One in five adults — or roughly 600,000 Iowans — live with some form of mental illness, yet a study finds tens of thousands have had no treatment.

Paul Gionfriddo, president of Mental Health America, says it’s important that mental health services and treatments be made readily available and more accessible, especially in rural states like Iowa.

“On average, it typically takes almost a decade, about 10 years from the time of onset of symptoms to the time people get appropriate treatment for any mental illness,” Gionfriddo says. “A lot of adults report they just don’t have access to care. Often, that’s because there is no access in those states or there isn’t the right kind of coverage that people have.”

According to the report, 50% of teenagers often think about suicide or self-harm throughout the week, while 76% of youth with severe depression don’t get the treatment they need.

It’s vital to think of mental illness in terms of the “Before Stage 4” philosophy, he says, that mental health conditions should be treated long before they reach the most critical points.

“It’s a real problem when we wait so long because we lose opportunities to intervene effectively,” Gionfriddo says. “By applying a danger-to-self or other standard, we make mental illnesses the only chronic diseases in America that we wait until stage four to treat, and then, often inappropriately only through incarceration.”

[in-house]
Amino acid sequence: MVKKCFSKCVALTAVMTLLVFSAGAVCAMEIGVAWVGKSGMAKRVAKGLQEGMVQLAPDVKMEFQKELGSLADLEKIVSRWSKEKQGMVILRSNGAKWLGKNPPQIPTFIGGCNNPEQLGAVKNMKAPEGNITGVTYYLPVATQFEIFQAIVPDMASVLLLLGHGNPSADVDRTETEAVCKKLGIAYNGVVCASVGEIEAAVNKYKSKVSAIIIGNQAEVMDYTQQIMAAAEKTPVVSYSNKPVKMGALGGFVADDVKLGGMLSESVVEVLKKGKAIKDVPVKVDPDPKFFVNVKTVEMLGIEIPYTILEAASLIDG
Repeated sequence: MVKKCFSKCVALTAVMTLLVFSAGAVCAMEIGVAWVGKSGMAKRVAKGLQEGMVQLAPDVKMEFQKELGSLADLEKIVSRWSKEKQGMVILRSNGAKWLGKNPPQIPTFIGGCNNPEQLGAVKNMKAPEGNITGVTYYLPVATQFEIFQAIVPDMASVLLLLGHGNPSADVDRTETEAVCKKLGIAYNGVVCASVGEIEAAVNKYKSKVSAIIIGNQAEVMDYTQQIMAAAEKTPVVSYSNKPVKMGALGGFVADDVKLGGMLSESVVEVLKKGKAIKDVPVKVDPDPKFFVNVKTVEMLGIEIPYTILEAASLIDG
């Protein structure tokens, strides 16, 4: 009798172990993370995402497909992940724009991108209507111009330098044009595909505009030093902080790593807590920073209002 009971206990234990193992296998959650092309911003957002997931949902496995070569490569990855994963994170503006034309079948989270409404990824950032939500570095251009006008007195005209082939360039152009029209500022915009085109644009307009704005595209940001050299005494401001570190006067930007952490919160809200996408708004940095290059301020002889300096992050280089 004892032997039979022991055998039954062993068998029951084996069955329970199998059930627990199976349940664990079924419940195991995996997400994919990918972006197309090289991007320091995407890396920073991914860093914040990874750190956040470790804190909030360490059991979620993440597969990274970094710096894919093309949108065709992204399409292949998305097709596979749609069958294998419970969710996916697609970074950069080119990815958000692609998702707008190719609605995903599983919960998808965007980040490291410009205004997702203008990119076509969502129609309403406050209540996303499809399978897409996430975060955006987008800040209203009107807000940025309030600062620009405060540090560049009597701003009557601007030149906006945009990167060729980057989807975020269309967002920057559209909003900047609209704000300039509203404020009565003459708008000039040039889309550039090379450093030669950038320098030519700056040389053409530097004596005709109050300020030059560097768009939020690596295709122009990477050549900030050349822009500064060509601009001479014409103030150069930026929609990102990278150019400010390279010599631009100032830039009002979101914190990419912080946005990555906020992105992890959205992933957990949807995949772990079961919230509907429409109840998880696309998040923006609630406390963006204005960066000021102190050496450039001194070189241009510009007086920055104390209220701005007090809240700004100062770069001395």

Mental health screenings should be as common for adults as getting one’s blood pressure tested, or for kids, as often as they get eyesight or hearing tests. Screenings are particularly important for youth, he says.

“Half of mental illnesses emerge by the age of 14, three-quarters by the age of 25,” Gionfriddo says. “The last symptoms that emerge are behavioral symptoms. Way before then, children are reporting feeling depressed, having trouble sleeping, having trouble eating, and all other kinds of conditions we need to be aware of, we need to think about and we need to intervene about.”

Overall, the State of Mental Health in America 2018 Report finds 43-million Americans have a mental health condition, yet 57% of American adults have not received treatment. Free mental health screenings are available at